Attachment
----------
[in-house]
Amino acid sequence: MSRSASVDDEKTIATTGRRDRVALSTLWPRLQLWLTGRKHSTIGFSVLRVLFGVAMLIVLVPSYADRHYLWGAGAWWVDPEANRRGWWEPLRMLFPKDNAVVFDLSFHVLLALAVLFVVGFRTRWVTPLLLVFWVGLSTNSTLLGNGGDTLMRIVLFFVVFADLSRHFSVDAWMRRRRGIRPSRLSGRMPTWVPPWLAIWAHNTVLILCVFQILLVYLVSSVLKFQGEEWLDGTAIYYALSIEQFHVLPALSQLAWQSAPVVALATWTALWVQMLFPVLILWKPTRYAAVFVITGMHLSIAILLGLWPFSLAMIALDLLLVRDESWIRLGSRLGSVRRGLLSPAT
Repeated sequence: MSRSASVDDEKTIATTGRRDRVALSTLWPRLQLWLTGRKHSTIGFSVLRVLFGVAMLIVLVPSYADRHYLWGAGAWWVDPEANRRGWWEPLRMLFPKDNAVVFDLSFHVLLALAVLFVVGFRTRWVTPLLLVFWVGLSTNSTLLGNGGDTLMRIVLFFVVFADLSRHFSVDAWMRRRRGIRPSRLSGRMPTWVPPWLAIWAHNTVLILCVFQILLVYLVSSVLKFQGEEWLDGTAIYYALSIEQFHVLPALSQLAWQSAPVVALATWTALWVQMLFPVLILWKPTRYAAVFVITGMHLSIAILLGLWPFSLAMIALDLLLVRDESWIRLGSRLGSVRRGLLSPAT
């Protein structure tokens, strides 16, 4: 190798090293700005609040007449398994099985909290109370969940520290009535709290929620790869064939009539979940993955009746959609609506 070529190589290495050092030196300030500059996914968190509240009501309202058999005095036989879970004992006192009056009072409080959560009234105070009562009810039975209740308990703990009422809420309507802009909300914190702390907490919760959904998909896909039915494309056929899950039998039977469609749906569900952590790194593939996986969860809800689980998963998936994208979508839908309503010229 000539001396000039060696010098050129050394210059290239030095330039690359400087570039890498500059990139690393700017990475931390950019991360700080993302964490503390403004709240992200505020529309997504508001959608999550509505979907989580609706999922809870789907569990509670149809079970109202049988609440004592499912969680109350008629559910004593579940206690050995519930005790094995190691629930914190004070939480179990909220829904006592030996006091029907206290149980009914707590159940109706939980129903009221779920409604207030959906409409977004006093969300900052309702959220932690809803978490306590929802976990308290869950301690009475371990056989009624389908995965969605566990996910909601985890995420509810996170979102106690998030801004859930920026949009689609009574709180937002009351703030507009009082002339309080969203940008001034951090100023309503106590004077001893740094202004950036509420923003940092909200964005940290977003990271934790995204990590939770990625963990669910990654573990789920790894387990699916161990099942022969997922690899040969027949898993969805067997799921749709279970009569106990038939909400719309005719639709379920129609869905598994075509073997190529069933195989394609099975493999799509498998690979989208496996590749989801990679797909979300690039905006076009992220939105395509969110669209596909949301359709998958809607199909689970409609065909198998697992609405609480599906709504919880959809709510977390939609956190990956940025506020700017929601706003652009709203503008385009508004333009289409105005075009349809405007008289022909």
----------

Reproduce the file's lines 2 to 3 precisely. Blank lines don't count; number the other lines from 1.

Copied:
Amino acid sequence: MSRSASVDDEKTIATTGRRDRVALSTLWPRLQLWLTGRKHSTIGFSVLRVLFGVAMLIVLVPSYADRHYLWGAGAWWVDPEANRRGWWEPLRMLFPKDNAVVFDLSFHVLLALAVLFVVGFRTRWVTPLLLVFWVGLSTNSTLLGNGGDTLMRIVLFFVVFADLSRHFSVDAWMRRRRGIRPSRLSGRMPTWVPPWLAIWAHNTVLILCVFQILLVYLVSSVLKFQGEEWLDGTAIYYALSIEQFHVLPALSQLAWQSAPVVALATWTALWVQMLFPVLILWKPTRYAAVFVITGMHLSIAILLGLWPFSLAMIALDLLLVRDESWIRLGSRLGSVRRGLLSPAT
Repeated sequence: MSRSASVDDEKTIATTGRRDRVALSTLWPRLQLWLTGRKHSTIGFSVLRVLFGVAMLIVLVPSYADRHYLWGAGAWWVDPEANRRGWWEPLRMLFPKDNAVVFDLSFHVLLALAVLFVVGFRTRWVTPLLLVFWVGLSTNSTLLGNGGDTLMRIVLFFVVFADLSRHFSVDAWMRRRRGIRPSRLSGRMPTWVPPWLAIWAHNTVLILCVFQILLVYLVSSVLKFQGEEWLDGTAIYYALSIEQFHVLPALSQLAWQSAPVVALATWTALWVQMLFPVLILWKPTRYAAVFVITGMHLSIAILLGLWPFSLAMIALDLLLVRDESWIRLGSRLGSVRRGLLSPAT